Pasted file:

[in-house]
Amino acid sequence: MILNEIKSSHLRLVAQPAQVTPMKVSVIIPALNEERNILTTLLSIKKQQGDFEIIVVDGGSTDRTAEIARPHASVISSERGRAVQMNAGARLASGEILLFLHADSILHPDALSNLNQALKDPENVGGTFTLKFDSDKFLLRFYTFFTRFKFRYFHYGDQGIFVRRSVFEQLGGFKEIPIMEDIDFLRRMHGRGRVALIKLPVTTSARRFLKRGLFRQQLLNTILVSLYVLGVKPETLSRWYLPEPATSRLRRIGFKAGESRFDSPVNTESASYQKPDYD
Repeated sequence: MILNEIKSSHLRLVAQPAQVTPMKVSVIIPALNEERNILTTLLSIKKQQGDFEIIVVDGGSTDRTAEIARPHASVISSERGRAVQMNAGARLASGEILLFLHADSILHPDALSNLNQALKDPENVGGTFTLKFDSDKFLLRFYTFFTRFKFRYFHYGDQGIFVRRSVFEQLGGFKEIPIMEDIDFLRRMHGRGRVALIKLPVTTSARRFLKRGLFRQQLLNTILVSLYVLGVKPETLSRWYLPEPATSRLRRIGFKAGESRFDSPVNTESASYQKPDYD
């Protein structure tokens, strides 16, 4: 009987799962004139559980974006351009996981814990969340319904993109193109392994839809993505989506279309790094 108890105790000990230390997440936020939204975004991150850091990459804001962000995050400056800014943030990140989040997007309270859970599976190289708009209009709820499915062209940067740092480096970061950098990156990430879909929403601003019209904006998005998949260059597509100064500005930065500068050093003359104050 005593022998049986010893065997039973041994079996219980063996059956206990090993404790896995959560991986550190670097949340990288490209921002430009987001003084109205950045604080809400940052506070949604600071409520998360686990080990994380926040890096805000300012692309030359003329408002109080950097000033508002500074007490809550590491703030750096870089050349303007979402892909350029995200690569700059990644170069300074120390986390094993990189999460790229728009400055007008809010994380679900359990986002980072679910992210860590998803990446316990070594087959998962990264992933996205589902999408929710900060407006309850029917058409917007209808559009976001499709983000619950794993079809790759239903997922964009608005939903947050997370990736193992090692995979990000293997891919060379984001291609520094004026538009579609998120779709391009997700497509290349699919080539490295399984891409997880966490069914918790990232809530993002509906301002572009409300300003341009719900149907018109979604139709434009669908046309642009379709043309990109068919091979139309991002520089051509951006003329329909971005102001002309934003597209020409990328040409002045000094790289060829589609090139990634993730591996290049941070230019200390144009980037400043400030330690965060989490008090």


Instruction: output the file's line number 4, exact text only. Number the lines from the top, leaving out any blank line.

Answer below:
């Protein structure tokens, strides 16, 4: 009987799962004139559980974006351009996981814990969340319904993109193109392994839809993505989506279309790094 108890105790000990230390997440936020939204975004991150850091990459804001962000995050400056800014943030990140989040997007309270859970599976190289708009209009709820499915062209940067740092480096970061950098990156990430879909929403601003019209904006998005998949260059597509100064500005930065500068050093003359104050 005593022998049986010893065997039973041994079996219980063996059956206990090993404790896995959560991986550190670097949340990288490209921002430009987001003084109205950045604080809400940052506070949604600071409520998360686990080990994380926040890096805000300012692309030359003329408002109080950097000033508002500074007490809550590491703030750096870089050349303007979402892909350029995200690569700059990644170069300074120390986390094993990189999460790229728009400055007008809010994380679900359990986002980072679910992210860590998803990446316990070594087959998962990264992933996205589902999408929710900060407006309850029917058409917007209808559009976001499709983000619950794993079809790759239903997922964009608005939903947050997370990736193992090692995979990000293997891919060379984001291609520094004026538009579609998120779709391009997700497509290349699919080539490295399984891409997880966490069914918790990232809530993002509906301002572009409300300003341009719900149907018109979604139709434009669908046309642009379709043309990109068919091979139309991002520089051509951006003329329909971005102001002309934003597209020409990328040409002045000094790289060829589609090139990634993730591996290049941070230019200390144009980037400043400030330690965060989490008090």